TABLE Showing the relative Breaking Weights in lbs. of Briquettes having a sectional area at the neck of two and a quarter square inches.

Nature of Lime or Cement.

Age in

Days when fractured.

Composition of Mortar.


3 sand to l cement or lime.

4 sand to 1 cement or lime.

5 sand to l cement or lime

6 sand to l cement or lime.

Breaking Tensile Stress on 21/4 Square Inches.

Portland cement .






White chalk lime .







Do. (Selenitic) .







Burham lime (Selenitic)






Good Med way grey lime, sold by Messrs. Lee.

Do. do.


• ••




Do. do.






Halkin lime (Selenitic)






Good hydraulic lime.

Dolgoch lime (Selenitic)






Very hydraulic lime.

Mixture Of Lime And Cement

Bad lime is much improved by mixing Portland cement with it.

General Gilmore says : - "Lime paste may be added to a cement paste in much larger quantities than is usually practised in important works without any considerable loss of tensile strength or hardness.

"There is no material diminution of strength until the volume of lime paste becomes nearly equal to that of the cement paste, and it may be used within that limit without apprehension under the most unfavourable circumstances in which mortars can be placed."

Portland Cement Mortar With Large Proportion Of Sand

Mortar composed of 1 Portland cement, 8 sand, and 1 of slaked fat lime is much better and generally cheaper than 1 of grey lime to 2 sand - the slaked lime slightly weakens the mortar, but is necessary to prevent it from working "short." Loam is sometimes used instead of the slaked lime, but it weakens the mortar still more. This mortar is greatly preferable to that made from lime when frost is to be feared.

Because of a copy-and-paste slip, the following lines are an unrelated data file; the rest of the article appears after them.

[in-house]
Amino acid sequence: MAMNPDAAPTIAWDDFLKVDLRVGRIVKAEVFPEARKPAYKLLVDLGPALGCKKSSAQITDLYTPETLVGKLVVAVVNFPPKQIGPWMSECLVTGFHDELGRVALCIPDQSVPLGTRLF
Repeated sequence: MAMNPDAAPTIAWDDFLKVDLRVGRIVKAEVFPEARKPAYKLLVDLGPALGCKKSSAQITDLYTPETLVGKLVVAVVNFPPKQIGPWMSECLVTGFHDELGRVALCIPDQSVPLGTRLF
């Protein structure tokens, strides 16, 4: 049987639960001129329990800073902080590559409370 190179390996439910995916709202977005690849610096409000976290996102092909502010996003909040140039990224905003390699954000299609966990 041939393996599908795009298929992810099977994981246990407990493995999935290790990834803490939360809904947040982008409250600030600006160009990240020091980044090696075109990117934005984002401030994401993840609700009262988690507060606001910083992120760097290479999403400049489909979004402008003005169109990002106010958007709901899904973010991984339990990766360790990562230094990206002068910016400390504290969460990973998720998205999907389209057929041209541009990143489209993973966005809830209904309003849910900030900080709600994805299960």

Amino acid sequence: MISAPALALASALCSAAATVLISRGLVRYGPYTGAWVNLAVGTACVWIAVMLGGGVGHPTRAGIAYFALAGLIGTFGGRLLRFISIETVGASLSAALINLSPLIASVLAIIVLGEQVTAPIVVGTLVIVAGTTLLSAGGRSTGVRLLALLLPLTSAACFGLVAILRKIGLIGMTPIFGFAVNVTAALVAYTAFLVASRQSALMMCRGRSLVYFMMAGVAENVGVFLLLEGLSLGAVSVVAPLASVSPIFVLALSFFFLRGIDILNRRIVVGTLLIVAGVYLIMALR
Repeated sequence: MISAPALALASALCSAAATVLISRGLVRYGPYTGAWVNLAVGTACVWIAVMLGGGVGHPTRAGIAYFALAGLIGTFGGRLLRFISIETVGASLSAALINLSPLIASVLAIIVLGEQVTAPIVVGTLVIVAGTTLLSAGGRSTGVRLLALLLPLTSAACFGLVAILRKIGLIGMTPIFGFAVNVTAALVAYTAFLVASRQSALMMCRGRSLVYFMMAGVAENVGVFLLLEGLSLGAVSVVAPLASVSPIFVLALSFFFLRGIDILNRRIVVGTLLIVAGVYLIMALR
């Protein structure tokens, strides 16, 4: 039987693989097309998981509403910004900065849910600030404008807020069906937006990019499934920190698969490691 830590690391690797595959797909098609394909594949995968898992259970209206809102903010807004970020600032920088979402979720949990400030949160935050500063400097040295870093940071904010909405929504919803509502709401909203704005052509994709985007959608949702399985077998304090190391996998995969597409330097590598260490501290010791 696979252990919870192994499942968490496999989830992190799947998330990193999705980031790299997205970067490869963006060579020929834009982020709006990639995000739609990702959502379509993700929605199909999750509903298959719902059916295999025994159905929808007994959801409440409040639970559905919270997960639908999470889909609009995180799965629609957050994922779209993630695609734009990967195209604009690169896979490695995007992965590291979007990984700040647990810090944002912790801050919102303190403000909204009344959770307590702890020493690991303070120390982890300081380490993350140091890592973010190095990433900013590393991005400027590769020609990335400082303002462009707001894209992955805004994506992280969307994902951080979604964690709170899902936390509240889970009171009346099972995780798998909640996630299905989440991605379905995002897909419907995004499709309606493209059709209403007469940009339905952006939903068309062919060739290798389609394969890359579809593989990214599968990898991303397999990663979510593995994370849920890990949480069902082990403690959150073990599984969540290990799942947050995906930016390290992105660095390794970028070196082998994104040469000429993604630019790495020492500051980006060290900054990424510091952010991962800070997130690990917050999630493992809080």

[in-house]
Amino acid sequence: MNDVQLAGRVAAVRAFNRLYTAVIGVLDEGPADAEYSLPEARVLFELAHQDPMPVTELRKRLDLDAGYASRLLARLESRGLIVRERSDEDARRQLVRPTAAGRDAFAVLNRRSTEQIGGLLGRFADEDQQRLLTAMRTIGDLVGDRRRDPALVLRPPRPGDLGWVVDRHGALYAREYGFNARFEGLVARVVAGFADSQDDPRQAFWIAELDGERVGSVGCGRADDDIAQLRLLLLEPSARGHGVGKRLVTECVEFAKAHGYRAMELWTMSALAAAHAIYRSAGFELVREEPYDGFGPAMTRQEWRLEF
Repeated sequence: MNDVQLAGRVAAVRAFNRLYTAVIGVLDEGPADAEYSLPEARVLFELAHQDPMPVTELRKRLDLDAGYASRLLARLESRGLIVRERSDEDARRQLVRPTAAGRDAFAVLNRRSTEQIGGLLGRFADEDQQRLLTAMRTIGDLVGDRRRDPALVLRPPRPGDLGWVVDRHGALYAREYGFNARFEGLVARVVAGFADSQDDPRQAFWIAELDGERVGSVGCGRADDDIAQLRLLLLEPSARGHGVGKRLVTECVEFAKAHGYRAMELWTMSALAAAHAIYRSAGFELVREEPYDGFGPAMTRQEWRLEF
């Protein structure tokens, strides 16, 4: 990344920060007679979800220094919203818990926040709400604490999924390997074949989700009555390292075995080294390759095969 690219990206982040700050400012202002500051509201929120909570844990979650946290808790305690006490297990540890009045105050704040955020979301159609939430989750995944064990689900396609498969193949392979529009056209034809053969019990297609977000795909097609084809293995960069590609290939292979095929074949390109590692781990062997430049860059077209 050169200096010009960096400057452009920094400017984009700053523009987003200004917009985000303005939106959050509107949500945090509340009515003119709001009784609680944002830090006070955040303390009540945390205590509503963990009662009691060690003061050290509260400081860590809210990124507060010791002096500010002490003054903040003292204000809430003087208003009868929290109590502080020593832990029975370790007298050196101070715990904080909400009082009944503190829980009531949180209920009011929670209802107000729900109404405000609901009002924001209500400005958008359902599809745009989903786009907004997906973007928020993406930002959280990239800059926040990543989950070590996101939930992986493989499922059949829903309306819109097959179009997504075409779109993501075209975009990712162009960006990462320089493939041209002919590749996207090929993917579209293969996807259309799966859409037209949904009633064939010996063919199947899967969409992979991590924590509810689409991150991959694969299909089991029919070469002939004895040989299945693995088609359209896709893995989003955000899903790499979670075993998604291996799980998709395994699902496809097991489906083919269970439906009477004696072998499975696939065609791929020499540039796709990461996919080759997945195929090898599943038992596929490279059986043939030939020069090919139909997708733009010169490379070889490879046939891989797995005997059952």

The following was used in the outer wall of the Albert Hall: -

1 Portland cement. 1 grey lime (Burham). 6 clean pit sand.

The lime was slaked for twenty-four hours, then mixed with sand for ten minutes. The cement was then added, and the whole ground for one minute. Such a mixture must be used at once.

Grout is a very thin liquid mortar sometimes poured over courses of masonry or brickwork in order that it may penetrate into empty joints left in consequence of bad workmanship.

It may also be necessary in deep and narrow joints between large stones.

It is deficient in strength, and should not be used where it can be avoided.

Precautions In Using Mortar

Fat lime mortars, unless improved by adding pozzuolana and similar substances, are so wanting in strength that any precautions in using them are of but little avail.

In using hydraulic limes and cements it should be remembered that the presence of moisture favours the continuance of the formation of the silicates, etc., commenced in the kiln, and that the setting action of mortars so composed is prematurely stopped if they are allowed to dry too quickly.

It is, therefore, of the utmost importance, especially in hot weather, that the bricks or stones to be imbedded in the mortar should be thoroughly soaked, so that they cannot absorb the moisture from the mortar; and also in order to remove the dust on their surfaces, which would otherwise prevent the mortar from adhering.

Mortar should be used as stiff as it can be spread; the joints should be all well filled; grout should never be used except with large blocks or in other cases where from the position or form of the joint it cannot be filled by mortar of proper consistency.

In frosty weather the freezing and expansion of the water in the mortar disintegrates it and destroys any work in which it may be laid.

Mortar should always be placed for the use of the builder on a small platform or "banker," or in a tub, to keep it from the dirt.

Cement mortars have, of course, peculiarities depending upon the nature of the different cements. These have been noticed in treating of those substances.